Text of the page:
Two years ago, the Sedins lost their cool during the Canucks’ series against the Chicago Blackhawks and were criticized for their lack of mental discipline, as they uncharacteristically took part in the after-whistle scrums with the likes of David Bolland and Andrew Ladd. The story quickly became that you could distract the Sedins and get them off their game with chippy, physical play.
A year later, the Sedins took the opposite tack in the Stanley Cup Final against the Boston Bruins, accepting any and all punishment in hopes of drawing penalties and taking advantage on the powerplay. This, however, resulted in the Sedins being called soft, particularly when Daniel allowed Brad Marchand to repeatedly punch him in the head after a whistle. The story quickly became that you could intimidate the Sedins and get them off their game with chippy, physical play.
It seemed like they were damned if they did and damned if they didn’t. If they responded, they were criticized for lacking mental toughness, but if they didn’t, they were criticized for lacking physical toughness.
After Wednesday night’s game four in Los Angeles, it seems like the Sedins are trying to find a happy medium between the two.
Daniel Sedin came back from a concussion and was immediately involved offensively and physically. He showed no fear heading to the high-traffic areas and battled hard. The moment that caught my eye, however, was during a post-whistle scrum when he engaged briefly in a shoving match with Kings forward Colin Fraser, before he popped Fraser in the face with a gloved punch and calmly skated away.
He was sending a pretty clear message: I’m not going to let you push me around. But I’m also not going to get carried away.
Henrik Sedin had the more well-publicized incident, knocking Dustin Brown upside the head with his elbow while the Kings’ captain was kneeling on the ice. I can’t say I’m a fan of elbowing another player in the head, particularly after what just happened to his brother, but I completely understand why he did it. While it was about as innocuous as an elbow can get, it still had a message attached: Next time you try to run me over, this might be waiting for you.
In game three, Brown absolutely freight-trained Henrik with a legal hit and the Kings haven’t been shy about targetting Henrik with their physical play. So when Brown hit the ice after taking a puck to the face (the source of the blood in the video) and Henrik happened to be skating by, he stuck his elbow out.
It was reminiscent of 18 years ago, when another Canucks superstar was being continually targeted by the opposition, only his response was a hell of a lot dirtier. Pavel Bure, during the Canucks’ series against the Dallas Stars in 1994, laid out Shane Churla with what Don Cherry called “the mother of all elbows.” The tone of voice is what gets me: it’s pretty much the only time Cherry spoke of Bure with something akin to respect.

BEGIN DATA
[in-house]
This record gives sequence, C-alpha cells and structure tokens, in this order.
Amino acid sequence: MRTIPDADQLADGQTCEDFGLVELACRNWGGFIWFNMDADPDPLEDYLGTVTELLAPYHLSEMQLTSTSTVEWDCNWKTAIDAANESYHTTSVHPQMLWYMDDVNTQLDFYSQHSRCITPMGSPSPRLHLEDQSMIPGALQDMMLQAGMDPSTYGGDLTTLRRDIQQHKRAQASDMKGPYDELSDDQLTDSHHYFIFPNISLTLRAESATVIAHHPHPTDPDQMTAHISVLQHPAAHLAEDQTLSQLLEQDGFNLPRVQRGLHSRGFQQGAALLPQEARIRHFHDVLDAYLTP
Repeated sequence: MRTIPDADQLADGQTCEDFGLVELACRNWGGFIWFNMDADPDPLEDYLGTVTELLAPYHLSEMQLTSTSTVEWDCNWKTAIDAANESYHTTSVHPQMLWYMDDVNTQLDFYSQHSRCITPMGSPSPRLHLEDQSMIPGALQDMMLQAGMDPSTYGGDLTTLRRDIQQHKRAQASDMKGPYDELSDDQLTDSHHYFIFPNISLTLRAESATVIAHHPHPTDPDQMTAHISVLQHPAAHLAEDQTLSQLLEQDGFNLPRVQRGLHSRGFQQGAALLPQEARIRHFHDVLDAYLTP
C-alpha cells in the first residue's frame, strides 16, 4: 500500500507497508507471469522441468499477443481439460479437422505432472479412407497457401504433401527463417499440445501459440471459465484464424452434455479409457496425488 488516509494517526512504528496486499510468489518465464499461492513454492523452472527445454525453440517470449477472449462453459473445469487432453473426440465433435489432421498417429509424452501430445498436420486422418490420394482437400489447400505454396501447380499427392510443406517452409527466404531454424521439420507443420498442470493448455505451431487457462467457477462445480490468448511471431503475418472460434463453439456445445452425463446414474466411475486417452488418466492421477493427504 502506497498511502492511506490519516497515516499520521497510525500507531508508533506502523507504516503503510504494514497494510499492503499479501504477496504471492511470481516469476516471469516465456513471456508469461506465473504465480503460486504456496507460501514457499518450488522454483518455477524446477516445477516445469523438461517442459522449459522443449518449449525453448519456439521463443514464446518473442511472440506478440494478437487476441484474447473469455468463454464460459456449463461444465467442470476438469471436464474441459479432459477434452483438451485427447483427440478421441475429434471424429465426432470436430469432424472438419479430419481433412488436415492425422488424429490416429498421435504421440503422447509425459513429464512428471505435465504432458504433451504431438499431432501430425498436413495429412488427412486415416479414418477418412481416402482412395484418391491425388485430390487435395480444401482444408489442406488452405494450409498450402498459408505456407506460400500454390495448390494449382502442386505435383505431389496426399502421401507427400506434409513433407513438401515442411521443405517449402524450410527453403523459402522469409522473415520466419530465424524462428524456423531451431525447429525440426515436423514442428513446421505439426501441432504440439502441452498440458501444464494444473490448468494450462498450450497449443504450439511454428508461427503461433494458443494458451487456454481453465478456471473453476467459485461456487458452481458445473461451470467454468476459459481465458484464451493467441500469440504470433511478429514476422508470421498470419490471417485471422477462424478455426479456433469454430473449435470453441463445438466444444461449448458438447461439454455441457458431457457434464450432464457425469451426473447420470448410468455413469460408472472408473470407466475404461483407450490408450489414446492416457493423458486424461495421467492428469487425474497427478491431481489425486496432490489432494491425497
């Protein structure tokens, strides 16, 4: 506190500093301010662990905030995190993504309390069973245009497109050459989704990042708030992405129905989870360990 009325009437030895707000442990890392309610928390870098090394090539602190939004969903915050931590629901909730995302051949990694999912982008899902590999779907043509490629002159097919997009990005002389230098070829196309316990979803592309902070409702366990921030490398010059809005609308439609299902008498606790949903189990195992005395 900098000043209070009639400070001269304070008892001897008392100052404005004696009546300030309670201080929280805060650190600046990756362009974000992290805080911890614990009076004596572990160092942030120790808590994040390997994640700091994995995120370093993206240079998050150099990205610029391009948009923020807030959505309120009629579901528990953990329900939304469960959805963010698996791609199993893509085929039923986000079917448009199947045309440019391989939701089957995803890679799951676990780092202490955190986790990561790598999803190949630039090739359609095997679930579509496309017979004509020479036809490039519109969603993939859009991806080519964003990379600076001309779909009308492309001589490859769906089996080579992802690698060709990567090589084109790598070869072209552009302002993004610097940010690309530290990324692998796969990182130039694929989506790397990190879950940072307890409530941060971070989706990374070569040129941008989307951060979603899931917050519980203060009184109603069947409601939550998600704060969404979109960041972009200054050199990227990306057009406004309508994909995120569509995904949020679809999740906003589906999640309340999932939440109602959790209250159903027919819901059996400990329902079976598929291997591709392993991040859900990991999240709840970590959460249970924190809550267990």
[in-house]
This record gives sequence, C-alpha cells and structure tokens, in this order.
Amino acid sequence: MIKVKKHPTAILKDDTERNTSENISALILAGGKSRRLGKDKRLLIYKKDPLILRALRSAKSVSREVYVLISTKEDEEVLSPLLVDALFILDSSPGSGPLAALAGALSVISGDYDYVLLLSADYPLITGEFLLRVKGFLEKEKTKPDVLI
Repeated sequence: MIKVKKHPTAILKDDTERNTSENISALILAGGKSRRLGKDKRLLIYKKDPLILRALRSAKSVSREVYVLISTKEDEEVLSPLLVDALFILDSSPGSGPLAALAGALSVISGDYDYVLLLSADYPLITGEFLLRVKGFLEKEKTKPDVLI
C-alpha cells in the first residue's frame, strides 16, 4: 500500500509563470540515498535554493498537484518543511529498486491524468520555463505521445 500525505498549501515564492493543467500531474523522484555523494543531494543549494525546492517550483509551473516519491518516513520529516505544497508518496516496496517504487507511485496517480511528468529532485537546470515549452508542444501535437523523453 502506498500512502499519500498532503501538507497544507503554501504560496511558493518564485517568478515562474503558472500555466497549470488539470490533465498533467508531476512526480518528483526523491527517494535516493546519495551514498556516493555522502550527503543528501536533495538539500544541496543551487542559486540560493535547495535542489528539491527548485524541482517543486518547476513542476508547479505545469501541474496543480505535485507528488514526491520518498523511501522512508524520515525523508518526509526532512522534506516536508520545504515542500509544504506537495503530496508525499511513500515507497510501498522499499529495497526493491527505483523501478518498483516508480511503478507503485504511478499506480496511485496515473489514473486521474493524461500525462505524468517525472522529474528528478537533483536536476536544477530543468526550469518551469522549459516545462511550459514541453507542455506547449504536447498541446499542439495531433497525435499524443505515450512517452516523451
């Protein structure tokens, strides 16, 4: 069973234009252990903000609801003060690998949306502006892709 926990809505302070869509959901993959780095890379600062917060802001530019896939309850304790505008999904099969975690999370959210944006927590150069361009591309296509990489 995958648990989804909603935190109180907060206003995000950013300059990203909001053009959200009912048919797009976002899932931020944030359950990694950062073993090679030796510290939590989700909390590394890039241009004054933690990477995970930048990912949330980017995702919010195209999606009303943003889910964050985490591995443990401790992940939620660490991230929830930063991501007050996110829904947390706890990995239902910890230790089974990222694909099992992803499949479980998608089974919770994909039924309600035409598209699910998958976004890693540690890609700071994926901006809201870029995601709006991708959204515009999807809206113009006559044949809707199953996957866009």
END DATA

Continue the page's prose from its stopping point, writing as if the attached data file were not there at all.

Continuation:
In some circles, Bure was vilified for his vicious elbow, but in others Bure was lauded for taking matters into his own hands and ensuring that the Stars would think twice about targeting him with cheap shots. Because the referee had his eye on the puck, which was far, far away from where Churla was hit, Bure received no penalty on the play. To top it off, he wasn’t suspended, receiving only a $500 fine.
(In charge of suspensions at the time, incidentally? Brian Burke.)
That kind of retribution wouldn’t fly in today’s NHL, but it was fairly commonplace at one point. Heck, Gordie Howe’s elbows are almost as famous as he is, to the point that one of his nicknames is “Mr. Elbows.” He used his elbows to deal with cheap shots and ensure that he was respected on the ice and he wasn’t shy about letting people know about it, saying “If a guy slashed me, I’d grab his stick, pull him up alongside me and elbow him in the head.”
Was Henrik’s elbow anything near Bure’s or one of Howe’s? Of course not, but it seems like it was along the same principle.
Personally, I’m not a fan of Henrik’s elbow on Brown, though I have no issue with he and Daniel asserting themselves in scrums without getting too wrapped up in it. The bigger question is whether it will make a difference in how the Sedins are treated, both on and off the ice. Will the Sedins get more or less attention in post-whistle scrums? What will the media, particularly some of the more old-school commentators, think? Will they laud Henrik for taking matters into his own hands or will they vilify him?
Have the Sedins found a happy medium between responding too much and too little?Tags: Canucks, Daniel, Henrik, Pavel Bure